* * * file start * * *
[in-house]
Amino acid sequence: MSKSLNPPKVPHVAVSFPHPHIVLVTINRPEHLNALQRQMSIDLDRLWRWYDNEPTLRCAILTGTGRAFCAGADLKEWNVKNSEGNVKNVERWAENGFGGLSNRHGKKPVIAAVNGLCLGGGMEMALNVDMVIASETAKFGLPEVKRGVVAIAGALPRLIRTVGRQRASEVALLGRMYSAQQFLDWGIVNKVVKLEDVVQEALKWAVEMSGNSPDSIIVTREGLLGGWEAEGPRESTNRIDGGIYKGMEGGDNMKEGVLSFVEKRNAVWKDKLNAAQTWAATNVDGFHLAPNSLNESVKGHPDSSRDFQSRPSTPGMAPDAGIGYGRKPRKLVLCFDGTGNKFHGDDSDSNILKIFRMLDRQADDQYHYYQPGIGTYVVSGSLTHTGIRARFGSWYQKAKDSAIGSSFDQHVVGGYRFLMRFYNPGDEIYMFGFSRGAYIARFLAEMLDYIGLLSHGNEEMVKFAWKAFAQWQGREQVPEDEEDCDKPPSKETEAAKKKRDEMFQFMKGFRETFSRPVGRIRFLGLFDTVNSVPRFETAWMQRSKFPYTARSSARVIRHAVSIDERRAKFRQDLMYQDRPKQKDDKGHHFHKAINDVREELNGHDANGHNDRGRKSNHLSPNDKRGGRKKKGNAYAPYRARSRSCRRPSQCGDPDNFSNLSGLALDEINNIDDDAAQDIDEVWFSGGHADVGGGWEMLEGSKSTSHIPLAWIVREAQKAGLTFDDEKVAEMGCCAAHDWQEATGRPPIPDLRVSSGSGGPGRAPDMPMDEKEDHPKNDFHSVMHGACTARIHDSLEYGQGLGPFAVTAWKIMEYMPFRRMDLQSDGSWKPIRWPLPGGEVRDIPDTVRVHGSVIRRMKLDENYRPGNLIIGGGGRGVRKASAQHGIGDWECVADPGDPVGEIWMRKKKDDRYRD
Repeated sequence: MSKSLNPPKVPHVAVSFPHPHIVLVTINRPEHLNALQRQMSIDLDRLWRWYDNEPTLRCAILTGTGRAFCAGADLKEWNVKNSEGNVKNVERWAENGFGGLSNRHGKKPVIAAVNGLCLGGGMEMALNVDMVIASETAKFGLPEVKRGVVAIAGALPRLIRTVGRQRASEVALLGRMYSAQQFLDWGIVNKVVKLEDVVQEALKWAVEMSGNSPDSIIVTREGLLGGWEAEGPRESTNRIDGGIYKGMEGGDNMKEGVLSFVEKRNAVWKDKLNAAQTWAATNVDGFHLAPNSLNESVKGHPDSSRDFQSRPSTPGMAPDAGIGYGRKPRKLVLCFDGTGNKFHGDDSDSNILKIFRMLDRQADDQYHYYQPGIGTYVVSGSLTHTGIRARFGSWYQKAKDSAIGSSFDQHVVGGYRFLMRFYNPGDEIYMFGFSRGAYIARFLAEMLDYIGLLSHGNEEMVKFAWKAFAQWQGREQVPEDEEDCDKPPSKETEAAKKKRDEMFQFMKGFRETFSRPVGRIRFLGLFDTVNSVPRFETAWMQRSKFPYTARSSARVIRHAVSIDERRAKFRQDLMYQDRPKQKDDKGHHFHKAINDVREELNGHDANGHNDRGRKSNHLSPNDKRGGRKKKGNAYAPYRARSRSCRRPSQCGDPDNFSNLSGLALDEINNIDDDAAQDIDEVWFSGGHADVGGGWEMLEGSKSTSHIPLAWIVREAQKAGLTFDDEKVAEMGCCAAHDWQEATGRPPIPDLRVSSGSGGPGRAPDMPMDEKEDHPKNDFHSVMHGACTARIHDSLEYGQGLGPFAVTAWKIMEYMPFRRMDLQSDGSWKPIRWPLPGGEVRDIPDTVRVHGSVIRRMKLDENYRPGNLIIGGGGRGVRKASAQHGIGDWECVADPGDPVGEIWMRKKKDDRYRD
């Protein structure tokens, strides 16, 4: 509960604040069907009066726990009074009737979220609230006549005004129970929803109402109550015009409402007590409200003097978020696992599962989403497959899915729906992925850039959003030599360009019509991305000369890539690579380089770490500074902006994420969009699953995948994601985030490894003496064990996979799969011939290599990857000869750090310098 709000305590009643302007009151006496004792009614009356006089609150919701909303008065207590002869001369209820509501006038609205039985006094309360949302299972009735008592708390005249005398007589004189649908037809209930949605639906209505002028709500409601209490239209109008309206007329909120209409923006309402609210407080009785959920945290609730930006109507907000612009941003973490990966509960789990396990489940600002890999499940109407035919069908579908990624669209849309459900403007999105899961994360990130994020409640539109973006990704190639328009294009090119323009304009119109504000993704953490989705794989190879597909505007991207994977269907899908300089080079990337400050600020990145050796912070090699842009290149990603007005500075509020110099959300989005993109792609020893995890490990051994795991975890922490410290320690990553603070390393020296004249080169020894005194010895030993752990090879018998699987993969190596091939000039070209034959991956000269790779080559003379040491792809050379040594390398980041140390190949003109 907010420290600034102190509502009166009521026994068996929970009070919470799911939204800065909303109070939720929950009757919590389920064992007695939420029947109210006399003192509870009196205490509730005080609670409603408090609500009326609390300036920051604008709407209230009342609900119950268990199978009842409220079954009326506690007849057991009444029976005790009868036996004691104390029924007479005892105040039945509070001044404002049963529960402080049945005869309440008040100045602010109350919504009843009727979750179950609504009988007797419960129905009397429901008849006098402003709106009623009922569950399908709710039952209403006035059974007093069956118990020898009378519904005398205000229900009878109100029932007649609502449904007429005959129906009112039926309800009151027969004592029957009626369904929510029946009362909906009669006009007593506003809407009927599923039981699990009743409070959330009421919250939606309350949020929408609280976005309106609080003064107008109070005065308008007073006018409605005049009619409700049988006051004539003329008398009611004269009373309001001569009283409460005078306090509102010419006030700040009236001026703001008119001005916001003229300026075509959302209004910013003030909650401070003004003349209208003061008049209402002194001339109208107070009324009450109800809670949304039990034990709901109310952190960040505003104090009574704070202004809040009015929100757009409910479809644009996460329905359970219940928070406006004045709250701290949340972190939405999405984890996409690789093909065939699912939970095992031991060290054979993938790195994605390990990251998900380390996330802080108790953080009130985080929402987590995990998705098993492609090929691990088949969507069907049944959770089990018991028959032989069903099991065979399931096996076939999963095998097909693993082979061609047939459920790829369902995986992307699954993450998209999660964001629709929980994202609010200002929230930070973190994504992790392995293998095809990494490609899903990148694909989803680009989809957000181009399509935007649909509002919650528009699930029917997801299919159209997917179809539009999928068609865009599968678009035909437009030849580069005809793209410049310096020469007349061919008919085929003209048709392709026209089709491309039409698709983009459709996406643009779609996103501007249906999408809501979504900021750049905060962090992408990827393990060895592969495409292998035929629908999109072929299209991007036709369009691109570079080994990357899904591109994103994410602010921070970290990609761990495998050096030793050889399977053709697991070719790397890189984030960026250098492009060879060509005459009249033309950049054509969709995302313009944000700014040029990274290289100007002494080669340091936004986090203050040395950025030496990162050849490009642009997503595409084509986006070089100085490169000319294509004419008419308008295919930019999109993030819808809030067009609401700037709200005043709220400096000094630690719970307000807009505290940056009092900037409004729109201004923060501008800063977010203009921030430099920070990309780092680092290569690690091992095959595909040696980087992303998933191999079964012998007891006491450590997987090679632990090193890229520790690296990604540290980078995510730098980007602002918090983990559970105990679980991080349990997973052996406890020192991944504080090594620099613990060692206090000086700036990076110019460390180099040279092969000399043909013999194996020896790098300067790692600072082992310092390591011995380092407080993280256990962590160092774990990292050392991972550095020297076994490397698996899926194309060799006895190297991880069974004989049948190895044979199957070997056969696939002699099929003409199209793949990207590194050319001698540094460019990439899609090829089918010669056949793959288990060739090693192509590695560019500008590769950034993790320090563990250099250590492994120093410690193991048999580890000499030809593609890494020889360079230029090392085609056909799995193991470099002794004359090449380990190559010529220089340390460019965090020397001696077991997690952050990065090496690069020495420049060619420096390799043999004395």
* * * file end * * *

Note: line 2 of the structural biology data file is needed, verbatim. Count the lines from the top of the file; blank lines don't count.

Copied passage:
Amino acid sequence: MSKSLNPPKVPHVAVSFPHPHIVLVTINRPEHLNALQRQMSIDLDRLWRWYDNEPTLRCAILTGTGRAFCAGADLKEWNVKNSEGNVKNVERWAENGFGGLSNRHGKKPVIAAVNGLCLGGGMEMALNVDMVIASETAKFGLPEVKRGVVAIAGALPRLIRTVGRQRASEVALLGRMYSAQQFLDWGIVNKVVKLEDVVQEALKWAVEMSGNSPDSIIVTREGLLGGWEAEGPRESTNRIDGGIYKGMEGGDNMKEGVLSFVEKRNAVWKDKLNAAQTWAATNVDGFHLAPNSLNESVKGHPDSSRDFQSRPSTPGMAPDAGIGYGRKPRKLVLCFDGTGNKFHGDDSDSNILKIFRMLDRQADDQYHYYQPGIGTYVVSGSLTHTGIRARFGSWYQKAKDSAIGSSFDQHVVGGYRFLMRFYNPGDEIYMFGFSRGAYIARFLAEMLDYIGLLSHGNEEMVKFAWKAFAQWQGREQVPEDEEDCDKPPSKETEAAKKKRDEMFQFMKGFRETFSRPVGRIRFLGLFDTVNSVPRFETAWMQRSKFPYTARSSARVIRHAVSIDERRAKFRQDLMYQDRPKQKDDKGHHFHKAINDVREELNGHDANGHNDRGRKSNHLSPNDKRGGRKKKGNAYAPYRARSRSCRRPSQCGDPDNFSNLSGLALDEINNIDDDAAQDIDEVWFSGGHADVGGGWEMLEGSKSTSHIPLAWIVREAQKAGLTFDDEKVAEMGCCAAHDWQEATGRPPIPDLRVSSGSGGPGRAPDMPMDEKEDHPKNDFHSVMHGACTARIHDSLEYGQGLGPFAVTAWKIMEYMPFRRMDLQSDGSWKPIRWPLPGGEVRDIPDTVRVHGSVIRRMKLDENYRPGNLIIGGGGRGVRKASAQHGIGDWECVADPGDPVGEIWMRKKKDDRYRD